I wouldn’t call myself horribly out of shape, but I will say that my body is not accustomed to 4-ish miles of hot-sun-walkin’ at the end of a long travel day. Thus, I feel a little worn down this morning. Thankfully, BN’er Roy happens to be staying at the same hotel I am, and I’m going to finagle a ride to the back fields today to check out Cubs minor league camp. Hopefully there will be some good picture, video, eyes-on opportunities, which I’ll be sharing live on Twitter and/or Facebook.
- It’s tough to read things like this and this and this about Javier Baez’s continued adjustment process. It’s so early, and he’s so young, and he’s had so many voices in his ear over the past year. We all know he needs to make mechanical adjustments to succeed at the big league level, and there’s good reason to believe some mental adjustments (in terms of relaxation and pitch recognition (if that skill can be developed or improved)) are necessary, as well. But the microscope he’s under – in Spring Training, no less – while he works on those adjustments has got to make it all the more difficult. Fans and media are obsessed with everything Baez does (understandably and for good reason, given his upside), and he’s also trying to win a job and impress the new manager. It can’t be easy, and I’m going to work hard to keep reminding myself that the adjustments he has to make will take time to become second nature, which is what they have to be before we will actually see them in the games. The last thing you want is a 22-year-old player thinking about 10 different adjustments and tips while he’s trying to decide if that pitch bearing down on him is a high fastball or a slider that’s about to dip away from him.
- Moreover, as fans, we’ve got more access to seeing players work through this kind of process than ever, so we have to remember that we probably have no idea what a successful process looks like on a day-to-day basis, as opposed to a month-to-month or year-to-year basis. None of this is to excuse Baez or tell you that he’s going to be fine. He may wind up having to go back to AAA Iowa. I’m simply saying that we probably have to adjust to what this kind of adjustment process looks like when you’re observing it as closely as we are now. There is no light switch that clicks from one day to the next.
- For his part, it sounds like Joe Maddon wants to ease off the gas in terms of getting so many voices and so much instruction in front of Baez, and let him relax a little bit (Cubs.com).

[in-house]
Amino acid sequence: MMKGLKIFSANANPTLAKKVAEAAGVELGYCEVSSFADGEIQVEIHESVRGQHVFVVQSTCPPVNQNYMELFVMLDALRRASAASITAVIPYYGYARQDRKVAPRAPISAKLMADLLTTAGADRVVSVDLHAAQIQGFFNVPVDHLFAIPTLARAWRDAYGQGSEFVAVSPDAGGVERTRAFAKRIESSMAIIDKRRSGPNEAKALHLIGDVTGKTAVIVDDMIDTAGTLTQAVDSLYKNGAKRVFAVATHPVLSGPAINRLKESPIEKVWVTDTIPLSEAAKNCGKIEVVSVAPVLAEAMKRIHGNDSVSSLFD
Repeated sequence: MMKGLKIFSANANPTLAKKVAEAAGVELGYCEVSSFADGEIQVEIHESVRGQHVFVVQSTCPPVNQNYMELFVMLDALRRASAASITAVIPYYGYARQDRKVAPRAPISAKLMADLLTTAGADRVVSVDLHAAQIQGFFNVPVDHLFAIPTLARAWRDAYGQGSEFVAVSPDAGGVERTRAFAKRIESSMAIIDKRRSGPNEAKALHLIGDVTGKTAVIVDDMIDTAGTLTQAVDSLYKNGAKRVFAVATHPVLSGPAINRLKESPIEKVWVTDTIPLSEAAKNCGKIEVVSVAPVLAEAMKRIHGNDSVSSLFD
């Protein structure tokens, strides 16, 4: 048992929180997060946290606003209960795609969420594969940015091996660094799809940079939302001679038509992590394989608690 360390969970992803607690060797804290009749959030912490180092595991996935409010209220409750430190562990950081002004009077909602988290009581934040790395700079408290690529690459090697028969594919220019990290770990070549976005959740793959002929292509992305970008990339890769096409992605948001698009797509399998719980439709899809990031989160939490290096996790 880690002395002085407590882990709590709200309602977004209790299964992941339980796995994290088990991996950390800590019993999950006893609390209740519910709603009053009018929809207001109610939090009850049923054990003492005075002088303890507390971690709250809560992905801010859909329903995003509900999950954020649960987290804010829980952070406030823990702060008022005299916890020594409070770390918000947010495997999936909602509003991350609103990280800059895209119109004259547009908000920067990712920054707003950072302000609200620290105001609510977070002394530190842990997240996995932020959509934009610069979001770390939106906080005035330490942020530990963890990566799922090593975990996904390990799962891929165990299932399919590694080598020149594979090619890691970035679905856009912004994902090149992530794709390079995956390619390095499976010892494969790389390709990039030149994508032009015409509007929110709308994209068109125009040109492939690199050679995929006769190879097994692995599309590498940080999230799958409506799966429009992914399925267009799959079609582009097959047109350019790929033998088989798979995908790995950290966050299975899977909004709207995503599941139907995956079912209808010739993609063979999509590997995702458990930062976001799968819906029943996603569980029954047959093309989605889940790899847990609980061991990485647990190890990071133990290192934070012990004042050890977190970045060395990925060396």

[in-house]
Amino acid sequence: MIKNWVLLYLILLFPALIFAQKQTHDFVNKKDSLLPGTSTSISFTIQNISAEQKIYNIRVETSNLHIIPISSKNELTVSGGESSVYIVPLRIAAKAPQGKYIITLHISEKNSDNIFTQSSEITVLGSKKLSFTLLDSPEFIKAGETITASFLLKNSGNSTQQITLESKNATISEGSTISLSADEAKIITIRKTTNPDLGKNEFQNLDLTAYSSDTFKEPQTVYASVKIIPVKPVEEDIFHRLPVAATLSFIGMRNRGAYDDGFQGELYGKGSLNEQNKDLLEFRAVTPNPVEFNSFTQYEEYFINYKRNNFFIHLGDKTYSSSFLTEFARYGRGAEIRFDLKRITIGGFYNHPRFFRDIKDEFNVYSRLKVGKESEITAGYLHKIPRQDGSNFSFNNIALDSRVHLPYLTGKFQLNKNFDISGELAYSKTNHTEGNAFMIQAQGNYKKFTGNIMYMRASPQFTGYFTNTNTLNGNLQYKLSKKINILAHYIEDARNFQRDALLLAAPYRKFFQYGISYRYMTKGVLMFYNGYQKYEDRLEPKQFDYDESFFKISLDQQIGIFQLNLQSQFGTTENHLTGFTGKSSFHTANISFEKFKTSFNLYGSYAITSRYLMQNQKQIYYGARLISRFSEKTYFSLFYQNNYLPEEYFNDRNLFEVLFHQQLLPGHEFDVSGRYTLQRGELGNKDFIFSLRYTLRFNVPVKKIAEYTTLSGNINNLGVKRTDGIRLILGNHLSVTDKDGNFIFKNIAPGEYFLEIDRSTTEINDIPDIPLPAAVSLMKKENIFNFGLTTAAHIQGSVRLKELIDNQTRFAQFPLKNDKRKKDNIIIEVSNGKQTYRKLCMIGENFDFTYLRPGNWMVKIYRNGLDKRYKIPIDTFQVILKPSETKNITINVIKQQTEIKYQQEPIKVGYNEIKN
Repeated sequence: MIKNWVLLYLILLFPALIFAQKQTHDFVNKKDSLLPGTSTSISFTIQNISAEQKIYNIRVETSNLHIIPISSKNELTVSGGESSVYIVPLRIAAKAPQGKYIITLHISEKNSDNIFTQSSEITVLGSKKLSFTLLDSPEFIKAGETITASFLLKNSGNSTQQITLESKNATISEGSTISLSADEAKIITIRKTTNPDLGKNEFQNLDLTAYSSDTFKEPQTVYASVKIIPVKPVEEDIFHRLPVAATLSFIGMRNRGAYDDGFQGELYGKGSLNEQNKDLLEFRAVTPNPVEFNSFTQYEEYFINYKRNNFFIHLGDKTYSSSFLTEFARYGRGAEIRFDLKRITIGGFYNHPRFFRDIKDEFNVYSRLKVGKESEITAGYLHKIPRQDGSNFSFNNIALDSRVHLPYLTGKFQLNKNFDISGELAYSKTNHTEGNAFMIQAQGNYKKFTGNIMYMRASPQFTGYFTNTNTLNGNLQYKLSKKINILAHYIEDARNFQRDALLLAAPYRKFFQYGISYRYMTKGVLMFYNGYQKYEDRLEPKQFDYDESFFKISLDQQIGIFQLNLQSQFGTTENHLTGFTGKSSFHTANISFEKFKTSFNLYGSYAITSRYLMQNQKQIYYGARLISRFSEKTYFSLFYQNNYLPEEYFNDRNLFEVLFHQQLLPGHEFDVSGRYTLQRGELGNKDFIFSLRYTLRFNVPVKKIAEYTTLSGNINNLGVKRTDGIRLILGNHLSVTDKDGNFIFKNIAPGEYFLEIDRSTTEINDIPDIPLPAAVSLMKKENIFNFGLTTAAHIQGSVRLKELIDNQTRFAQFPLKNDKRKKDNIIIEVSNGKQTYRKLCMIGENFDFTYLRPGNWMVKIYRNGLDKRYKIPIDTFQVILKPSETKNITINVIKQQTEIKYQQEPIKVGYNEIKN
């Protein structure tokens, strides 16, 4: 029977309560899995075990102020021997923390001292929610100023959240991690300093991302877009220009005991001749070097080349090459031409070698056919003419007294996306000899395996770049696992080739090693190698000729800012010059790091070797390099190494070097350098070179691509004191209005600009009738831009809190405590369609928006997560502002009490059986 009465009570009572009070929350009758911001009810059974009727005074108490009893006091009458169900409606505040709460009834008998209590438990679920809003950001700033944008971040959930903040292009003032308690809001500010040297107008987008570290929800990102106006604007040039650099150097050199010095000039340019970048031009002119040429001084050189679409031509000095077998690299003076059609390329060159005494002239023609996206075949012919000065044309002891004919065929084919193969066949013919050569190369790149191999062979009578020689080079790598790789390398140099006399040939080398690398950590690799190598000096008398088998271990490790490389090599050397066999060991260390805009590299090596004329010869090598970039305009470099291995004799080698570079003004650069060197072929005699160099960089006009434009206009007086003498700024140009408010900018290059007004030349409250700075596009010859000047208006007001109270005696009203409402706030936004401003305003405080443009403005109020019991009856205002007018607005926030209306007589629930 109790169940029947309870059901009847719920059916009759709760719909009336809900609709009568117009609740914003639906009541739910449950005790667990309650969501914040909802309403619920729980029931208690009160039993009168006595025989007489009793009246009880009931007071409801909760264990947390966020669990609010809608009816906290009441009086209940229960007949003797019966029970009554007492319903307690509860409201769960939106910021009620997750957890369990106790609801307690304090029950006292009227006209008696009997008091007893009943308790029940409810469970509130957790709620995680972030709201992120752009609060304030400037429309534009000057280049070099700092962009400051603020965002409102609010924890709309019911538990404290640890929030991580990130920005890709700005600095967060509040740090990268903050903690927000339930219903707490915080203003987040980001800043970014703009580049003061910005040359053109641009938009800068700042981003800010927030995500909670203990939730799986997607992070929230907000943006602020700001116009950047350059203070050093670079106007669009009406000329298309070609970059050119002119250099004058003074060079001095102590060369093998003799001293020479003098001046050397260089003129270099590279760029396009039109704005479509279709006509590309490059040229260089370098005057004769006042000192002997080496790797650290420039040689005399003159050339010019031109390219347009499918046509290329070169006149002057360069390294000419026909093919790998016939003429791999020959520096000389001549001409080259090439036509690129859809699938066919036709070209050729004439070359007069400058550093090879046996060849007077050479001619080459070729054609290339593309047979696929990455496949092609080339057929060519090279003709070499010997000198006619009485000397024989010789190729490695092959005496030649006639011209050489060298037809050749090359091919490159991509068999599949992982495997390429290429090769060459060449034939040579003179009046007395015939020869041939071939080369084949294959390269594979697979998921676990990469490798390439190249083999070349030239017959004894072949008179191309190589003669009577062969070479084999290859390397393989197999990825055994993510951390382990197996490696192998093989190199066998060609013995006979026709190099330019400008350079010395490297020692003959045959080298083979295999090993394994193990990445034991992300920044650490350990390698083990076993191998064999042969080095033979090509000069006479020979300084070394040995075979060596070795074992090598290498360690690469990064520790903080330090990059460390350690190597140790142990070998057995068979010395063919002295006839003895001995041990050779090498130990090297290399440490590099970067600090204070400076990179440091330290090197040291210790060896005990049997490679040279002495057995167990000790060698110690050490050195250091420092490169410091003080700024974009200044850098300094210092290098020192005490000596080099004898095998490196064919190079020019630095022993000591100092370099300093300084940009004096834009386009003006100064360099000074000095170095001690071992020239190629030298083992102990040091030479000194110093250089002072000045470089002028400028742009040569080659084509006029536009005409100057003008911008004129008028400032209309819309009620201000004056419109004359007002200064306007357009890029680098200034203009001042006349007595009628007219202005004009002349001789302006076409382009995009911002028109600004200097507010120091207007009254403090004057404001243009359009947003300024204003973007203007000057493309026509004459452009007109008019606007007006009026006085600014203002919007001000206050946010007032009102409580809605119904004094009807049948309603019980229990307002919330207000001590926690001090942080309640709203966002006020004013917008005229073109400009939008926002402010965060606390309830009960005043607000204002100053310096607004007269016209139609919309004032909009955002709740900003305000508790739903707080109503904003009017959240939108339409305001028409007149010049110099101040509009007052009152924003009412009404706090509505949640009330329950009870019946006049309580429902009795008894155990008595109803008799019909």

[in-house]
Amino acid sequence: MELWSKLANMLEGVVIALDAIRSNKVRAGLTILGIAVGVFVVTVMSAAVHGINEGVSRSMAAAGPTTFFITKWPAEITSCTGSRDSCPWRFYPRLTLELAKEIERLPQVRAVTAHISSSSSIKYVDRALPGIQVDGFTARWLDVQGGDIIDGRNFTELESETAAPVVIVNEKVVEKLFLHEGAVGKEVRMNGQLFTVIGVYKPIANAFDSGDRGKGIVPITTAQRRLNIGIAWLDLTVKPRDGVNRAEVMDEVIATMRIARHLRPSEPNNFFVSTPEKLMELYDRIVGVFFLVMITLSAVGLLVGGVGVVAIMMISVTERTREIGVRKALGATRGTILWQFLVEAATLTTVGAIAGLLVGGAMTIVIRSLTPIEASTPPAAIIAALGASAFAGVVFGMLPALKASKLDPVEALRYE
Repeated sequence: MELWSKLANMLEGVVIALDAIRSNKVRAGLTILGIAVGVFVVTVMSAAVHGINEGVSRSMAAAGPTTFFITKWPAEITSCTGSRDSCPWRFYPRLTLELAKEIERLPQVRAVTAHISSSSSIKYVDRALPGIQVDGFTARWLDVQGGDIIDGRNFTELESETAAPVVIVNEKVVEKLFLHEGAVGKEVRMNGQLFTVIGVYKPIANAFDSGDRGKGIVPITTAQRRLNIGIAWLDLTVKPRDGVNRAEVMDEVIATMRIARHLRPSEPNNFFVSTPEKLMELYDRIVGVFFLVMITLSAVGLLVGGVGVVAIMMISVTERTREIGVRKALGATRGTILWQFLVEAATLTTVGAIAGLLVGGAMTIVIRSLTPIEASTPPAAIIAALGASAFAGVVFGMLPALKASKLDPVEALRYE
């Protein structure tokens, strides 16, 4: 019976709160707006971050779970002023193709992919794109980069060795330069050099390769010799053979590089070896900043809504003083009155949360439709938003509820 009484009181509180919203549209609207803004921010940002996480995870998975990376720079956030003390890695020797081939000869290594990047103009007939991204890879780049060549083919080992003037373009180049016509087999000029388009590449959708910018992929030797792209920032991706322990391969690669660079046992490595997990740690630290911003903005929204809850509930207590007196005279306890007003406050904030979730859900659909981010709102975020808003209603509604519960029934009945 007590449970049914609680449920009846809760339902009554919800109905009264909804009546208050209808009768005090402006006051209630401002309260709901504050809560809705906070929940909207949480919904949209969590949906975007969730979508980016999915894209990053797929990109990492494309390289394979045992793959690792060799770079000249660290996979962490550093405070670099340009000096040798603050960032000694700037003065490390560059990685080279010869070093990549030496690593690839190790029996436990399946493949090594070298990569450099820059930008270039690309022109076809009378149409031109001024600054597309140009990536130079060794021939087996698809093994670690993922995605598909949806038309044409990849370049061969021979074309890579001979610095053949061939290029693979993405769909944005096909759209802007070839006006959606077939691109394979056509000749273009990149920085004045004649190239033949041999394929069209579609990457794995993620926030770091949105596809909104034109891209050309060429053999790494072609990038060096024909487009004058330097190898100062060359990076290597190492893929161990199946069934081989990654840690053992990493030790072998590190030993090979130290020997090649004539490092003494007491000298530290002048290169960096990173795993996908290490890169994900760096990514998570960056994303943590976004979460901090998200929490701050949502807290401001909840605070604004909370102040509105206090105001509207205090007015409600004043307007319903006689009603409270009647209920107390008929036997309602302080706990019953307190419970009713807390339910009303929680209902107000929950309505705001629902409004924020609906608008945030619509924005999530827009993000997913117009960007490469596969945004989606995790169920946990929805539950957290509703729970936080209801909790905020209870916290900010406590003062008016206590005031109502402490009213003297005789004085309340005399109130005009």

- Tsuyoshi Wada is dealing with a “nagging groin injury” (Tribune), and is probably going to be pushed back. Wada, 34, dealt with hamstring tightness at the outset of camp, so he may have already been a few days behind the other starter candidates (he pitched just one inning in his debut this weekend). If he misses a week or two – and there’s no reason to rush things – it’s possible he wouldn’t be ready to start the season on time, and could be placed on the DL to open the year (thus resolving one of the many, many roster crunch issues, at least temporarily). Given that roster crunch and Wada’s previous tendency to dominate the first two times through the order and then get crushed the third time through, I still wonder if his best fit for this particular team at this particular moment in time is in a long relief role. We’ll see how this plays out.
- Speaking of which, pitching coach Chris Bosio was on the Score (CCO transcript here), and he talked about how they were very frank with veterans Travis Wood and Edwin Jackson in the offseason, letting them know that they were going to have to win a job on this team. Bosio gets into a bunch of other pitching things there, including how aggressive the Cubs were in their courting of Phil Coke.
- If you missed it last night, Michael wrote about Mike Olt’s hot start, his projections, and how he could hold onto a starting job (perhaps in the outfield) after Kris Bryant comes up.
- Also: finally, a game on on TV – today’s game against the Indians will be on MLB.tv, which you can buy here and support BN in the process.